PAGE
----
(Host) When students returned to classes at Craftsbury Academy, they walked into one of the oldest and smallest schools in Vermont. And thanks to recent renovations, the historic schoolhouse is now one of the most efficient in the state.
VPR’s Amy Noyes has the story:
(Noyes) Despite being one of the oldest schools in the country, Craftsbury Academy is well on its way to becoming one of the state’s first certified "high performance" school buildings-a "green school".
School board member Harry Miller has spent a dozen years working to improve the school’s physical plant. Today, it’s a model of efficiency, and wired for the latest technology.
(Harry Miller) "We are going to be the oldest high performance school building in the country – which is quite a thing. You know, I mean the main building, 1868, and we’ve turned it into a 21st century educational facility that has all the latest technology that we can think of. And that’s really pretty cool."
(Noyes) Miller gives a tour of the school, starting in the boiler room. He points to a state-of-the-art biomass burner that’s remotely monitored to ensure peak efficiency. So, what’s that got to do with education? Miller says it’s vastly improved the learning environment.
(Miller) "My son’s classmate liked to say he used to bring four sweaters to school. And in math class you’d put on three or four, it’d be about 38, 40 – anywhere from 30 to 40 degrees in that classroom. And then you’d walk down through the gym and over to here and it’d be 85. And actually you’d have to peel off and get down to a t-shirt. And that’s not a really good learning environment."
(Noyes) Now that renovations are complete on the main building, construction is about to start on a new gym. Miller says the goal is to make it a community center, open to Craftsbury residents of all ages.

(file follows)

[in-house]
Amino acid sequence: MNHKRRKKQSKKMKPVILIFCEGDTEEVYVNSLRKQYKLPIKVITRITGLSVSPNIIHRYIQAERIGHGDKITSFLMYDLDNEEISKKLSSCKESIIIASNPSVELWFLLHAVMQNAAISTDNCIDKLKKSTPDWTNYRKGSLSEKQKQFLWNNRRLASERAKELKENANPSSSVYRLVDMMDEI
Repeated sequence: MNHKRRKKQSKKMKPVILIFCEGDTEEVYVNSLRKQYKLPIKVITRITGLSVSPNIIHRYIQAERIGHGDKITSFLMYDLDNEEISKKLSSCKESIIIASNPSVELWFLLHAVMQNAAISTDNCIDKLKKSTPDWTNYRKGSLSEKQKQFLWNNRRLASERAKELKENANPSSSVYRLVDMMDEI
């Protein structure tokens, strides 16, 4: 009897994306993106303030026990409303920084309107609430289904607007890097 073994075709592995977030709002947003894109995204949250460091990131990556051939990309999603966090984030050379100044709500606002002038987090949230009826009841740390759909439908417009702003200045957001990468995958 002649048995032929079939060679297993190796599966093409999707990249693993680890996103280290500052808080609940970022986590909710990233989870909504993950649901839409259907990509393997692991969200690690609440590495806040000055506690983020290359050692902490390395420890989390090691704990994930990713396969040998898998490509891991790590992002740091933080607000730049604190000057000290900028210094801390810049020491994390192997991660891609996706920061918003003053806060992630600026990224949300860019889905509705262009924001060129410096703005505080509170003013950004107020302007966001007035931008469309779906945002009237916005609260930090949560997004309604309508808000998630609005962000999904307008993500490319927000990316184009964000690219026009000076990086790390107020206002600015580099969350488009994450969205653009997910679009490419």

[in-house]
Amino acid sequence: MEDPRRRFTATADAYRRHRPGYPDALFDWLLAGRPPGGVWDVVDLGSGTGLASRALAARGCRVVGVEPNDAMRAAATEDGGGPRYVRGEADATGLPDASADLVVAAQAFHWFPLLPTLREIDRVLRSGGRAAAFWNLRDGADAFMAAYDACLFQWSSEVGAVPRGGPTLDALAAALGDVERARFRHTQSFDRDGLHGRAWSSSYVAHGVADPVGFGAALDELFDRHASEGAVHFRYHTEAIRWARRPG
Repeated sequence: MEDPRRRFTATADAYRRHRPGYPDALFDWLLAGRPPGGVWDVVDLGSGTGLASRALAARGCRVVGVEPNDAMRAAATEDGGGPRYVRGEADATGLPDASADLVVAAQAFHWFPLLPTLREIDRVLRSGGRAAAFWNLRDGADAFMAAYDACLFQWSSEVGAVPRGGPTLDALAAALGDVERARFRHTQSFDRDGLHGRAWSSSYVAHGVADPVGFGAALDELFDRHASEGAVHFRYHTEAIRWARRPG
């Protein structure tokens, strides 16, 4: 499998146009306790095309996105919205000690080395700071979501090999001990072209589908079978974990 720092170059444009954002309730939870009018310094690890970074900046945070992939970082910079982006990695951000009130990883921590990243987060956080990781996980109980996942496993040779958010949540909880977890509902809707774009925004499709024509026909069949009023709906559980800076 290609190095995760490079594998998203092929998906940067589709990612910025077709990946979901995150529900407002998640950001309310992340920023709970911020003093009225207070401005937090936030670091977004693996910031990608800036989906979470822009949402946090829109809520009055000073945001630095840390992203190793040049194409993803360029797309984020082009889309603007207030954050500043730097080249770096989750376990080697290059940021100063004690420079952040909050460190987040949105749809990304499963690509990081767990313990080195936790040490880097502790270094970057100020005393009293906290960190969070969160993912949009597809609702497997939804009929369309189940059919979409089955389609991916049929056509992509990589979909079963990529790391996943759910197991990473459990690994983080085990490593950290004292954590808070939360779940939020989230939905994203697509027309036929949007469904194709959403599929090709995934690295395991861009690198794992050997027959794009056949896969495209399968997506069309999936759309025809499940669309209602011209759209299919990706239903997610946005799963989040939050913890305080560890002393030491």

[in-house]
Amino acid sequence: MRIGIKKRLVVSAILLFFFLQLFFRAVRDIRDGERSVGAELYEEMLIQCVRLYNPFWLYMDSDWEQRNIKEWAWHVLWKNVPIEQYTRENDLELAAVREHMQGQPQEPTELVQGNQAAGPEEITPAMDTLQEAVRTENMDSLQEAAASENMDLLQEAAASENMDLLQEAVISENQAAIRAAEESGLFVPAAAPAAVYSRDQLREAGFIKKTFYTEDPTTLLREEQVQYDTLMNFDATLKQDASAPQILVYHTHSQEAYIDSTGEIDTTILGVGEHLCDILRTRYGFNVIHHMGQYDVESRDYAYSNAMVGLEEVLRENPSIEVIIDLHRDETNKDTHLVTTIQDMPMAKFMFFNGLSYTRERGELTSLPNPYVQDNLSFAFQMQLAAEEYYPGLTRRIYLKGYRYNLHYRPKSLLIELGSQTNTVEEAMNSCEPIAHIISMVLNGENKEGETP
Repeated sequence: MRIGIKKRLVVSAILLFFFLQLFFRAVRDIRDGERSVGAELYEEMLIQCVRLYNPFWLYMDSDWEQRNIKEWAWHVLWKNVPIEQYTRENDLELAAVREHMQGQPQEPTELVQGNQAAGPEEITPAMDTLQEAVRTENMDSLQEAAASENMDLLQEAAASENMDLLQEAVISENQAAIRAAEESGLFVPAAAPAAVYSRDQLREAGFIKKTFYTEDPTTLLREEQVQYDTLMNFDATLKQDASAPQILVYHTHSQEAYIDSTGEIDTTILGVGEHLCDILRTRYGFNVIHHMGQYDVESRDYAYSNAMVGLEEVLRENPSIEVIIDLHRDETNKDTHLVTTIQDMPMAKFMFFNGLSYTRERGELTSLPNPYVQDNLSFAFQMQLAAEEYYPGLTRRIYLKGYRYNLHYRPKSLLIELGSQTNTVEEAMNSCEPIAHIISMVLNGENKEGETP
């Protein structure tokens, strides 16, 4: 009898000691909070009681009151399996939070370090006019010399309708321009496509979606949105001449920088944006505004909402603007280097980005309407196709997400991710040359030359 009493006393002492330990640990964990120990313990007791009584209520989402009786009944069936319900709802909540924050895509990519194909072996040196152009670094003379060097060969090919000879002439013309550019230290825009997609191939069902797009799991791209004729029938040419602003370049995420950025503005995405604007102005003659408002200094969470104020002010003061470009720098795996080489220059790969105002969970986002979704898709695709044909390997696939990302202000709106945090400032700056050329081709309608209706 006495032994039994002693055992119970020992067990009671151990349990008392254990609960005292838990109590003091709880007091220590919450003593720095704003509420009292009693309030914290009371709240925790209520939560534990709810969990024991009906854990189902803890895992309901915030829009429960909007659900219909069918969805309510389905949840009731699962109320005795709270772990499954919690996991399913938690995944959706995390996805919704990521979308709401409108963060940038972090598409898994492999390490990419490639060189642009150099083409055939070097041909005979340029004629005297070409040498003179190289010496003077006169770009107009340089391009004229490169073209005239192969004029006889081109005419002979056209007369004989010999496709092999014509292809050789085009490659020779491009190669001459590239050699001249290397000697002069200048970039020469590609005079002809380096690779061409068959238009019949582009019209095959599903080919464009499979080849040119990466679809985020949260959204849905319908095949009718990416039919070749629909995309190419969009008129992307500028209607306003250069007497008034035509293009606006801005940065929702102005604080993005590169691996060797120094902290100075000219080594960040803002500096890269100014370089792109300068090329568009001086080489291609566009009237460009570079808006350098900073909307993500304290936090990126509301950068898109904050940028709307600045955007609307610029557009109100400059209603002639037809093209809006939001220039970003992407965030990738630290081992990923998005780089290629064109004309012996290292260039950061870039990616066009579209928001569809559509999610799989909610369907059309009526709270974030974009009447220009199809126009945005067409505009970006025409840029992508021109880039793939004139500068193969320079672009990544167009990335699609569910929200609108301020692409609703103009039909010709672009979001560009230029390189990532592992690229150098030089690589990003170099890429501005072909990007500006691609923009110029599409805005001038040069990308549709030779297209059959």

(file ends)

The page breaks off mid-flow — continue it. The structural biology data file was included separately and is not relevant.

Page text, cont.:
And the community will be involved in the gym from the ground up – literally. Three dozen landowners are donating logs to build the basketball court. Miller’s leading a group of volunteers to lay down the floor.
(Miller) "It’s gonna be wood from our own community. We had several landowners I talked to who said, "You know my grandfather and my father and I have been saving a tree for something like this" And so we got some incredible trees. I mean just some amazing wood."
(Noyes) Miller says the floor won’t be perfect, but it will be uniquely Craftsbury.
(Miller) "There’ll be some tap holes in it probably. A lot of people aren’t for having it in the gym floor itself, but I’ll probably put the tap holes in the out-of-bounds."
(Noyes) The school building project has been controversial – and at times divisive – with some people objecting to the costs.
But Harry Miller says that, in the end, the community has rallied around this latest project.
(Miller) "The school is the symbol of our town. And we have a vibrant community. It’s an incredible place, it really is, and the school is the heart of that."
(Noyes) Harry Miller believes – in the long run – Craftsbury will unite behind its school.
For VPR News, I’m Amy Noyes.